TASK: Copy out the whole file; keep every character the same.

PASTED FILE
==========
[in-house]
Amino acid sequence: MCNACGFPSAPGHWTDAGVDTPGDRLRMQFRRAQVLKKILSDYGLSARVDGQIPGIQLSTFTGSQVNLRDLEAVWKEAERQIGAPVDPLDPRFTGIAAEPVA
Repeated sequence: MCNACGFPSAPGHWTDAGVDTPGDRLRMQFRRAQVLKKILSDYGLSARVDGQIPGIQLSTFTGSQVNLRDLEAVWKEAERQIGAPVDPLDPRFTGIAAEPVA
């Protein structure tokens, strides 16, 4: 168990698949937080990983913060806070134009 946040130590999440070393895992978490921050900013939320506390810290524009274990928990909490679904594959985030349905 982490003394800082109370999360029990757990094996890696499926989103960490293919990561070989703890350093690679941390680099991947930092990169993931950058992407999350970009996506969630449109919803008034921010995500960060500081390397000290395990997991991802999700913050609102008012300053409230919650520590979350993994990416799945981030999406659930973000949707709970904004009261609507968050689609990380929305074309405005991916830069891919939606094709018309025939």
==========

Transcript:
[in-house]
Amino acid sequence: MCNACGFPSAPGHWTDAGVDTPGDRLRMQFRRAQVLKKILSDYGLSARVDGQIPGIQLSTFTGSQVNLRDLEAVWKEAERQIGAPVDPLDPRFTGIAAEPVA
Repeated sequence: MCNACGFPSAPGHWTDAGVDTPGDRLRMQFRRAQVLKKILSDYGLSARVDGQIPGIQLSTFTGSQVNLRDLEAVWKEAERQIGAPVDPLDPRFTGIAAEPVA
């Protein structure tokens, strides 16, 4: 168990698949937080990983913060806070134009 946040130590999440070393895992978490921050900013939320506390810290524009274990928990909490679904594959985030349905 982490003394800082109370999360029990757990094996890696499926989103960490293919990561070989703890350093690679941390680099991947930092990169993931950058992407999350970009996506969630449109919803008034921010995500960060500081390397000290395990997991991802999700913050609102008012300053409230919650520590979350993994990416799945981030999406659930973000949707709970904004009261609507968050689609990380929305074309405005991916830069891919939606094709018309025939």